Ford management gave an update on its product line plans, touting that by 2020, the company will offer “North America’s freshest lineup among all full-line automakers,” with its average showroom age dropping from 5.7 to 3.3 years as it replaces three-quarters of its lineup and adds four new trucks and SUVs. By 2020, trucks and SUVs—including electrified vehicles—are to represent 86% of Ford’s product mix.
The newly released plan adds on to elements of the January 2017 presentation given by ex-CEO Mark Fields, which specified 13 new global electrified vehicles to be introduced in the next five years, including hybrid versions of the F-150 pickup and Mustang in the US, a plug-in hybrid (PHEV) Transit Custom van in Europe and a fully electric SUV with an expected range of at least 300 miles (483 km) for customers globally.
In the latest version, Ford says it will spend $11 billion on electrified vehicles, up from the $4.5 billion envisioned by Fields in 2017. That money will go toward:
Next-Gen Hybrid Electrics: Part of Ford’s new strategy includes going all-in on hybrids to bring more capability to customers of our most popular and high-volume vehicles like F-150, Mustang, Explorer, Escape and Bronco.
Ford’s new hybrids will offer customers more space than today’s hybrids. On the F-150 Hybrid, Ford will lean in to capability, such as the low-end torque for extra pulling power and the fact it can serve as a mobile generator. Mustang Hybrid will be all about delivering V8-like performance with more low-end torque.
Ford’s new hybrid system is designed to be more efficient and less expensive than previous generations. These lower costs—achieved through supply base relationships, using common cell and component design and by manufacturing motors, transmissions and battery packs—with the intention of lowering cost of ownership for customers.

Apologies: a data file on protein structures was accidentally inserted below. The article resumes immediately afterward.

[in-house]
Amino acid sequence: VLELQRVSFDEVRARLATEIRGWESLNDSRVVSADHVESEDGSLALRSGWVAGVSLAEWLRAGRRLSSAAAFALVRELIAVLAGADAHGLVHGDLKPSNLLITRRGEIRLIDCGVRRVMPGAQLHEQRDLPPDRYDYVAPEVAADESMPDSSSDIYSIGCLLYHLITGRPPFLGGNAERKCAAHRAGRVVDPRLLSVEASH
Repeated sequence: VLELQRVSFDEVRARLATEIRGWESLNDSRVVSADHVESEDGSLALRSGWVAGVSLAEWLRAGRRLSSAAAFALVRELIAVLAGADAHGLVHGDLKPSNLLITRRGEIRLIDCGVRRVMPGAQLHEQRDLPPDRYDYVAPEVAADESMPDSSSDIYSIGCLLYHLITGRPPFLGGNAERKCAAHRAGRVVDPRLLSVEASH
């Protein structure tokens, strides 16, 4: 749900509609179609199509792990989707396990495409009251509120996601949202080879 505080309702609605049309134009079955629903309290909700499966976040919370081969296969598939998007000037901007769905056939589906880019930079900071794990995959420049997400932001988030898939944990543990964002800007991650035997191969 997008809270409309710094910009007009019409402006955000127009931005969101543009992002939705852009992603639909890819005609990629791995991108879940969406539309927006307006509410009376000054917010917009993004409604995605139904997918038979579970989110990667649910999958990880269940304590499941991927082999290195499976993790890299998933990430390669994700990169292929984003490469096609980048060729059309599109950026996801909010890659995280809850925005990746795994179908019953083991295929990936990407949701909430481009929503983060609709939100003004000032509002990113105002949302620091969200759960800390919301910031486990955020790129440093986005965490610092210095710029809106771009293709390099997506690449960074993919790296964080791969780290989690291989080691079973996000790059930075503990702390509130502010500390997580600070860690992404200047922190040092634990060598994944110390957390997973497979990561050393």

Battery electric vehicles: Ford’s BEV strategy includes rethinking the ownership experience so it is more seamless than with today’s gasoline-powered vehicles. That means making charging an effortless experience at home and on the road as well as offering full-vehicle over-the-air software updates to enhance capability and features.
Throwing a charger in the trunk of a vehicle and sending customers on their way isn’t enough to help promote the viability of electric vehicles. In addition to expanding our electric vehicle lineup, we are redesigning the ownership experience to ensure it addresses customer pain points that currently hold back broad adoption today.—Sherif Marakby, vice president, Autonomous and Electric Vehicles
Ford’s BEV manufacturing plan will be more efficient. The company will halve floor space for final assembly operations and reduce capital investment 50%. A projected 30% improvement in labor efficiency will allow Ford to redeploy employees to do other jobs, including assembly of battery packs (which are normally expensive and complex to ship).
Ford’s new performance battery electric utility arrives in 2020. It is the first of six electric vehicles coming by 2022 as part of the company’s $11 billion global electric vehicle investment.
Ford also plans strengthening its position in trucks, SUVs (including off-road and performance versions), and commercial vehicles.
Trucks: Since the 2014 debut of the new F-150 with a high-strength, military-grade, aluminum-alloy body, Ford has gained 1.3 percentage points of share in the full-size pickup segment. Average F-Series transaction prices lead the segment—up $6,700 per vehicle since 2014—because of high-end versions like Lariat, King Ranch and Platinum. Ford’s F-Series revenues ($41 billion in 2017) alone are higher than revenues of Fortune 500 icons such as Facebook, Coca-Cola ($35 billion) and Nike ($34 billion).
Ford’s truck business will continue growing as the company adds new models and powertrains with an eye toward continued growth in high-end trims. Some highlights include:
2018: New 3.0-liter Power Stroke diesel engine for F-150, updated version of the popular F-150 Raptor
2019: Ranger returns to midsize truck segment; new F-Series Super Duty debuts
2020: New F-150 debuts with new hybrid powertrain featuring a mobile generator